World War II-Themed Wedding

Jo Rowell and Tony Cox of Hartlepool, England were married recently in style -1940s style!
A blackout marked the beginning of the ceremony and the silence was broken by the sounds of Neville Chamberlain announcing war on Germany.

The ceremony also included the sounds of sirens and Lancaster bombers flying overhead.

Spotlights lit up a trench scene in Normandy complete with a silhouette of an American soldier going over the top and glider planes above.

Jo then made an entrance to the sound of Glenn Miller's Moonlight Serenade and the touching ceremony went off without a hitch.

Link -via Look at This

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Iv just come across this article.I was the groome at this wedding.Firstly there are some mistakes made by the newspaper covering this.
1. No trench scene it was Iron mike statue in normandy.
2. Do any of these people leaving comments know that there were quite a few American servicemen who married English women during the war,so there were happy times during the dark days of war and that was what we tried to create.As for my uniform,i have done my time in the army which i think is more than some of these people leaving comments.
3.Do these people moan about people wearing military uniforms,best you have a word with hollywood then when actors are playing well known people through history.
4.We had a fantastic day even those who lived through the war said they had a great time,and all that matters is I MARRIED the WOMAN of my dreams and we are happy,maybe some of you should get out more and get a life.
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I'm guessing (based on the comments above) that none of you are part of any vintage crowds.

There is a small group of people who live vintage everyday of their lives. I happen to be friends with some of them here in California. They not only dress in re-pro vintage clothes (and sometimes real vintage clothes) but they drive vintage cars, use vintage vacuum cleaners, toasters, radios, TVs, telephones, egg timers, lights, fans, doorknobs, desks and the like. Getting married in a vintage setting would only be natural to them. In fact, my cousin already has her dressed picked out and waiting.

I admit, the war aspect is a little odd....but then again, there is an annual dance in LA that has a blackout re-enacting a very strange occurrence back in the 40s.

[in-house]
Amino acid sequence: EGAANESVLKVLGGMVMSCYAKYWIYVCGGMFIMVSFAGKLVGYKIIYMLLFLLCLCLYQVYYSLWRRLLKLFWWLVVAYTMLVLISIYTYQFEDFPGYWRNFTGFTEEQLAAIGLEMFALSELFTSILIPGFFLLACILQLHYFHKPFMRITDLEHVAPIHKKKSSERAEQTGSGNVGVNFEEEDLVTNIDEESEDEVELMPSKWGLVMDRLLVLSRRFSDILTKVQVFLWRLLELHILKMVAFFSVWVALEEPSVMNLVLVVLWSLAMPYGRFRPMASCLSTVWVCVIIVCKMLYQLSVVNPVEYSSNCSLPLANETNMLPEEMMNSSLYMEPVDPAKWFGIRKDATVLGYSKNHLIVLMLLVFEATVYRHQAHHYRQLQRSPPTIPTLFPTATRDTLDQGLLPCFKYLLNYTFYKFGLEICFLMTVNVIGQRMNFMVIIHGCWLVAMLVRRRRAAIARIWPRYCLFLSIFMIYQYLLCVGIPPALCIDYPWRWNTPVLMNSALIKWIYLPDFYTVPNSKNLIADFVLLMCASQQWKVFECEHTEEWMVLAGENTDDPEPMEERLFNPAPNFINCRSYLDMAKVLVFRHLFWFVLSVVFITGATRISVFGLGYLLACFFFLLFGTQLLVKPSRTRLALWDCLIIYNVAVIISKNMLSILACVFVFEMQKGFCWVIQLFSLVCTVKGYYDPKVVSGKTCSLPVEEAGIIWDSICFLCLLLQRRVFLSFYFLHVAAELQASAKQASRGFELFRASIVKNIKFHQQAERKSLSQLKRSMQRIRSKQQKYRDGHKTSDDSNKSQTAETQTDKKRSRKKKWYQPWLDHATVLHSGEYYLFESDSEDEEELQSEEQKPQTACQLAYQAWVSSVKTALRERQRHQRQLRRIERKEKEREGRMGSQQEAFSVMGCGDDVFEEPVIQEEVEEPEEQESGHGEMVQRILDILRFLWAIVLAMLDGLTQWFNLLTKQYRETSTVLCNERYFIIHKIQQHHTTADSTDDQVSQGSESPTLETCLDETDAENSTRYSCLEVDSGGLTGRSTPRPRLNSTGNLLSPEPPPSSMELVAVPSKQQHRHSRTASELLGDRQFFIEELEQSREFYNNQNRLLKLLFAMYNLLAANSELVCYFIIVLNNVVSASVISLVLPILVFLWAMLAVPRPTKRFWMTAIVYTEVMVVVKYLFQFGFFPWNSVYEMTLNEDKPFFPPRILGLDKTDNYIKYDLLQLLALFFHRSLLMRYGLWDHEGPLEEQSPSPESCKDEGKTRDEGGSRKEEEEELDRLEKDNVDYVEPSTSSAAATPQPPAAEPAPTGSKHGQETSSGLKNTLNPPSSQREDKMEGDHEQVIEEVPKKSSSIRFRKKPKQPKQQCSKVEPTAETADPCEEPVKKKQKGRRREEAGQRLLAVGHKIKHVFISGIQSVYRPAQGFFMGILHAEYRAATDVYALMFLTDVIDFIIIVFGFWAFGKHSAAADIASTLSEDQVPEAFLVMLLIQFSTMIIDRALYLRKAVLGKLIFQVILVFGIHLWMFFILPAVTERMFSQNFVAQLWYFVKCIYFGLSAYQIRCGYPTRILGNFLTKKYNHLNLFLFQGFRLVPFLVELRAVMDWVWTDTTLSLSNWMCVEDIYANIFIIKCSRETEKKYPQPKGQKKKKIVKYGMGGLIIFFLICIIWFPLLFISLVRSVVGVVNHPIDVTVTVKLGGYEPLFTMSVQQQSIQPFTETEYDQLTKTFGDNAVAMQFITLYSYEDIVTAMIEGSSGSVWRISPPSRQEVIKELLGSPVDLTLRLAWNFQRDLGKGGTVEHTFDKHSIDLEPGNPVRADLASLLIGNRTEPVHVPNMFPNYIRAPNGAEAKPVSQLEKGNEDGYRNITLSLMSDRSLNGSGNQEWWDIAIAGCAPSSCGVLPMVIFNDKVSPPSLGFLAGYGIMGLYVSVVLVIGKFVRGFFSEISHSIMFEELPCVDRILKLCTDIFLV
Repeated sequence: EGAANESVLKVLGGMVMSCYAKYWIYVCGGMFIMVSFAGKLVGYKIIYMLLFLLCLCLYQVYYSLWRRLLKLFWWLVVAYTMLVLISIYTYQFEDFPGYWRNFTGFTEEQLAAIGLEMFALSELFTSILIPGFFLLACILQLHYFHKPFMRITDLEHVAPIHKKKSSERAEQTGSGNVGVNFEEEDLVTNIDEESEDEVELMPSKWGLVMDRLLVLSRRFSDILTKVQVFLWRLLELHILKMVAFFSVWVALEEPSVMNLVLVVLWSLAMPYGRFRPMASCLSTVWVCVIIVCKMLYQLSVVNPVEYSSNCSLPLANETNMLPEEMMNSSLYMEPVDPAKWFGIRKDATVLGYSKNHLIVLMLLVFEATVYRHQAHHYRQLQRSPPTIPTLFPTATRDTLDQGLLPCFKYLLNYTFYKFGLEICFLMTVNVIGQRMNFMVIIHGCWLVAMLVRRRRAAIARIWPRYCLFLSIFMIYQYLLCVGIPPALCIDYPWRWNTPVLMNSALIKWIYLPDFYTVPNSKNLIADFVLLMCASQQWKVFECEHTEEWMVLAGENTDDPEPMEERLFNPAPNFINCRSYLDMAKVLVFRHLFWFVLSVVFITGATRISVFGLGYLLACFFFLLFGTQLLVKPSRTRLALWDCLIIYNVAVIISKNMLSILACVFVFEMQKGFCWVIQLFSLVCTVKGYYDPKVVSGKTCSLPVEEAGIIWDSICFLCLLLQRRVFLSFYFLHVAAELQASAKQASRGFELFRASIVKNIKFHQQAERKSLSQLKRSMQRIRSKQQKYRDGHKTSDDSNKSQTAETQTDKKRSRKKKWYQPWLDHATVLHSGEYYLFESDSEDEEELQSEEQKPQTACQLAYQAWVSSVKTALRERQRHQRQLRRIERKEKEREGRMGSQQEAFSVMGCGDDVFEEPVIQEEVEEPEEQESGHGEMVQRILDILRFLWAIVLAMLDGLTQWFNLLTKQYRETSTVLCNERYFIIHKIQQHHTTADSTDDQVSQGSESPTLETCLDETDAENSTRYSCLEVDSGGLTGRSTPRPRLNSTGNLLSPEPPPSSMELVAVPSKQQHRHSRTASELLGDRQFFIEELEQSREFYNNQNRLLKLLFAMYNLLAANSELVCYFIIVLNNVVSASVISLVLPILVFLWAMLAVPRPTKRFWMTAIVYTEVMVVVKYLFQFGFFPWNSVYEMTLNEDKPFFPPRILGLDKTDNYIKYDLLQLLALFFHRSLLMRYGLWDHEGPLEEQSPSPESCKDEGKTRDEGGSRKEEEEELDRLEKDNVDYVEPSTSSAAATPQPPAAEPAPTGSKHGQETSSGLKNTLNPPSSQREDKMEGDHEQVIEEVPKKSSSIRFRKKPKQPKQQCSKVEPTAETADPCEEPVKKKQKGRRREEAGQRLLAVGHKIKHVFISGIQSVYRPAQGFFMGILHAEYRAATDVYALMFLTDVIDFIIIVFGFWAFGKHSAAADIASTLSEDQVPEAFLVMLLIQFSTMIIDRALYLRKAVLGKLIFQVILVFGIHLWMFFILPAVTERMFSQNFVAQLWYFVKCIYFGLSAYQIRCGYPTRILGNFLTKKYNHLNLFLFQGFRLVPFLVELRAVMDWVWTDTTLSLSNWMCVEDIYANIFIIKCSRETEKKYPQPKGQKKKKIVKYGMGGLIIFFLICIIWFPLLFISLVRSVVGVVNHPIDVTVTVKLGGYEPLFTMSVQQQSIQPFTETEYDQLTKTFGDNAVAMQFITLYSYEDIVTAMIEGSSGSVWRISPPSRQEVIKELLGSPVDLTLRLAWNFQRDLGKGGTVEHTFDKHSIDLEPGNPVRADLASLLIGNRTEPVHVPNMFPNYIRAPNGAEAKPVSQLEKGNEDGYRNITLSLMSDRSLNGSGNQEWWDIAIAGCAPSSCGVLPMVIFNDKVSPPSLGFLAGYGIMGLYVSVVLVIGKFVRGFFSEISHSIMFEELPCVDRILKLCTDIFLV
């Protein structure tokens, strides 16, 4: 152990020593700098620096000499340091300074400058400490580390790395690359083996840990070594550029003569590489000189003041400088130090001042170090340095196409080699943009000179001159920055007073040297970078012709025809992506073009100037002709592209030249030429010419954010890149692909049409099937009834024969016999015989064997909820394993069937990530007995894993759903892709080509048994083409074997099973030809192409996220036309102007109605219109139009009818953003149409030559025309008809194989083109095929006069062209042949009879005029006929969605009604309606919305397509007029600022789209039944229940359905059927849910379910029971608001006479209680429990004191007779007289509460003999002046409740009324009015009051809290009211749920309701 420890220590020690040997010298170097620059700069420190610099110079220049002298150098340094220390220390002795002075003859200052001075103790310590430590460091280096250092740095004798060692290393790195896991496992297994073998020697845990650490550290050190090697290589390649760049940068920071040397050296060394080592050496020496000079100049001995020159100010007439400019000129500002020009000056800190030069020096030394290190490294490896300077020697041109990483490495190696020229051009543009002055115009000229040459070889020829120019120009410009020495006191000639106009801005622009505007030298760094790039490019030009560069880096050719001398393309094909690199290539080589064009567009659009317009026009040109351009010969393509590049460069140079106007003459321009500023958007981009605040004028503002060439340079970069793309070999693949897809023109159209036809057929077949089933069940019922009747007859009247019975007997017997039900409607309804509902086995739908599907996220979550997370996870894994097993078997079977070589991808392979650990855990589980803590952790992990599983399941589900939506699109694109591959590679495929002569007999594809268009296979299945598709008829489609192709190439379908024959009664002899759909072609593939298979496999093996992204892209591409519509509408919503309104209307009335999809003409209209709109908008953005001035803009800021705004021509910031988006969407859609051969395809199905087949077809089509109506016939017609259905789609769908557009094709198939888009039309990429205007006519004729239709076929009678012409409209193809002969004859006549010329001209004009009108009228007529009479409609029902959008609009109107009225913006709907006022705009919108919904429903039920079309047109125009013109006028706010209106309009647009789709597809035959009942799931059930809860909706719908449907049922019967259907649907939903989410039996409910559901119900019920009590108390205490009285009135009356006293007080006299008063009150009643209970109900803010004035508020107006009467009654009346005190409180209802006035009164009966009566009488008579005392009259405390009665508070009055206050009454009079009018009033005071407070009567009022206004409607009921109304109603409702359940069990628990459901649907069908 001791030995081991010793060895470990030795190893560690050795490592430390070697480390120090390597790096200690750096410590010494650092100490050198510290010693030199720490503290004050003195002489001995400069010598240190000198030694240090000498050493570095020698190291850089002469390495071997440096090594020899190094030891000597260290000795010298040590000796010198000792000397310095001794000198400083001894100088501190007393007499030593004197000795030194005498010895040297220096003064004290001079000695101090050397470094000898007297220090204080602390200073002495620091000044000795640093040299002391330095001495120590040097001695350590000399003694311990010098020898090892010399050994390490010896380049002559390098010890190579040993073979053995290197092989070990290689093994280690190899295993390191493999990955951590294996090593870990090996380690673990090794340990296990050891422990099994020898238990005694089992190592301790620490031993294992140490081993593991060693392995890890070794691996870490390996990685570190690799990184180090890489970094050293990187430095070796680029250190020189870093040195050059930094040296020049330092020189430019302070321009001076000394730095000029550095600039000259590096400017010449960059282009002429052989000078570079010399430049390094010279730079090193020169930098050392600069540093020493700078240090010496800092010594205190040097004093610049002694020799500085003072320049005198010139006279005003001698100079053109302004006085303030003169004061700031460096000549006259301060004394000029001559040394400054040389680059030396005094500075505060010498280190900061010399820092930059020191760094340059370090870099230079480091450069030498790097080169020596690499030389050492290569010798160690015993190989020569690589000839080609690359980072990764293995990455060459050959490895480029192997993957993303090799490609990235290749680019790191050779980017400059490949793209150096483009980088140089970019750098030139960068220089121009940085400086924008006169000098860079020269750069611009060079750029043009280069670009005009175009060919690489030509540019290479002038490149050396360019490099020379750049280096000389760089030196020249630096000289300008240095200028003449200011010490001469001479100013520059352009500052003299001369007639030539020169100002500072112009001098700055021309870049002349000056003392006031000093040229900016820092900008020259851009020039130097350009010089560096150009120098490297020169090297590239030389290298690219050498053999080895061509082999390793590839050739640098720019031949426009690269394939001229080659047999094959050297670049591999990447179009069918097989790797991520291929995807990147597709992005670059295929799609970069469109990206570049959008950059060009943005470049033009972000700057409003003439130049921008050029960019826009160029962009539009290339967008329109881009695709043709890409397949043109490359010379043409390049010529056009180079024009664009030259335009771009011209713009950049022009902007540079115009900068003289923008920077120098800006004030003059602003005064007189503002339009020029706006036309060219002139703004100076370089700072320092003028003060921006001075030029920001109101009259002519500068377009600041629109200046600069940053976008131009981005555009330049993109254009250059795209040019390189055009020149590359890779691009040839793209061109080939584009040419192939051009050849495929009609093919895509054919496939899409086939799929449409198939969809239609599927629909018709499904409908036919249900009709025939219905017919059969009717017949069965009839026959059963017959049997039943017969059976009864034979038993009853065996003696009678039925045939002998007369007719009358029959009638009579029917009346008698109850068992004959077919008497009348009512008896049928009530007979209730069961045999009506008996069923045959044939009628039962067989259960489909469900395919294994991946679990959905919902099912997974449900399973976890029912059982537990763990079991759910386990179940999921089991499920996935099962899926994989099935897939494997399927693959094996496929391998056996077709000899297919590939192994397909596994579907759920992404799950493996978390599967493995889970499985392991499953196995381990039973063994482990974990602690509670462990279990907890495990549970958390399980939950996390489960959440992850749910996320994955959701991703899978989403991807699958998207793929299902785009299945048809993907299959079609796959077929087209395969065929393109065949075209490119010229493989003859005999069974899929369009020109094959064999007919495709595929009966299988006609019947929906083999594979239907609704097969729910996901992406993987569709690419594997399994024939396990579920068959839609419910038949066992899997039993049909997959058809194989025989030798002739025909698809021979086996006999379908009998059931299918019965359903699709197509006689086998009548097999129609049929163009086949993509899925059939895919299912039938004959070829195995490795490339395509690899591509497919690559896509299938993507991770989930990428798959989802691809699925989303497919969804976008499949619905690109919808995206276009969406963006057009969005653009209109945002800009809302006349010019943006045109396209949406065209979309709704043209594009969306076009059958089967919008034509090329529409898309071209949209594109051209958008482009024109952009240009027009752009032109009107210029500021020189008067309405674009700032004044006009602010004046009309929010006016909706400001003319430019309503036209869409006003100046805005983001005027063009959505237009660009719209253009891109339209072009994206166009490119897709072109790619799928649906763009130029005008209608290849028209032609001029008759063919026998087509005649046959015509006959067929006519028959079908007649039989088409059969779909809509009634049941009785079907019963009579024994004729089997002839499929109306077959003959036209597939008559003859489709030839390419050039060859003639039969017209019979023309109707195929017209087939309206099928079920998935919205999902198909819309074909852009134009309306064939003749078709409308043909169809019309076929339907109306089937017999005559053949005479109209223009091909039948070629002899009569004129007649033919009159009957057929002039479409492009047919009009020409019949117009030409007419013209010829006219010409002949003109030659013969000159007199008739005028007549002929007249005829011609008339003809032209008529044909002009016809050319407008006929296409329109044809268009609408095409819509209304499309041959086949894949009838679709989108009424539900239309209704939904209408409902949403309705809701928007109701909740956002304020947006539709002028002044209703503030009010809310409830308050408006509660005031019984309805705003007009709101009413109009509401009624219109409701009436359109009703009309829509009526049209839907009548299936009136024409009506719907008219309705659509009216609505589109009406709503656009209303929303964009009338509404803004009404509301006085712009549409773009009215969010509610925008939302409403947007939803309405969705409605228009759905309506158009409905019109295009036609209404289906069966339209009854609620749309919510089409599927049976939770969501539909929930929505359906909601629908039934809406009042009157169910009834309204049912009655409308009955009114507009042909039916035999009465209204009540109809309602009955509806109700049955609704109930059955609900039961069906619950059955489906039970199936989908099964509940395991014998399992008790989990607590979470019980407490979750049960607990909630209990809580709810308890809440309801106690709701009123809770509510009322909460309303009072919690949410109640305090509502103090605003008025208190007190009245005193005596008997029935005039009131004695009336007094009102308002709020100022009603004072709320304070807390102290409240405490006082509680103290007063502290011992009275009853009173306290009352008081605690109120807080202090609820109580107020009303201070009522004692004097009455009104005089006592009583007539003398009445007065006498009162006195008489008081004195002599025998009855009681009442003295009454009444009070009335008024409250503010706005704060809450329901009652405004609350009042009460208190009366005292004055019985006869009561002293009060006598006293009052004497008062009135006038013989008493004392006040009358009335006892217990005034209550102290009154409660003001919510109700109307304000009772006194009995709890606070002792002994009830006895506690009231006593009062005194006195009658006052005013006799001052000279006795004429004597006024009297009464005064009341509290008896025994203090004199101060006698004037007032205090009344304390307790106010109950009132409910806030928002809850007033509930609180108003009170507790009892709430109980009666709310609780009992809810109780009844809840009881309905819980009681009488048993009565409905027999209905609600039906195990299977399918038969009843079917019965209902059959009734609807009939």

As far as vintage people disrespecting those who were in the war....the friends I have regularly make friends with the war veterans. I have yet to see a war veteran refrain from smiling and talking to them.
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Cruising past this again, I noticed the last line. I really hope the wedding didn't "go off without a hitch", or the whole thing would have been kinda pointless.
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I told my father about this wedding this morning and he loved the idea and thought it was really funny. He served in the pacific in the Army Air Corps. There is nothing disrespectful to a veteran about honoring their service and how could there be?

Apparently some of you have forgotten that there are Civil-War themed weddings in the USA every year. And you know what? They didn't "earn" the right to wear either uniform there, because that war's been over for 140 years.

Regardless about how one feels about the concept of war in general, the reality of war for veterans is almost always a double-sided sword. For all the misery they saw and caused it was the moment in time when an 18 yr old farm boy could be sent to training camps all over America and then see Hawaii, Polynesia and Japan first hand and come back knowing that they personally and literally saved the world from Adolf Hitler, arguably the worst human being who ever lived ever. For my father and frankly, for every WW2 vet I ever talked to in detail, while there were lots of sad and horrible things about the war, the triumph of democracy in the face of fascism was a goal they felt was worth dying for.

I can't argue with that, can you?
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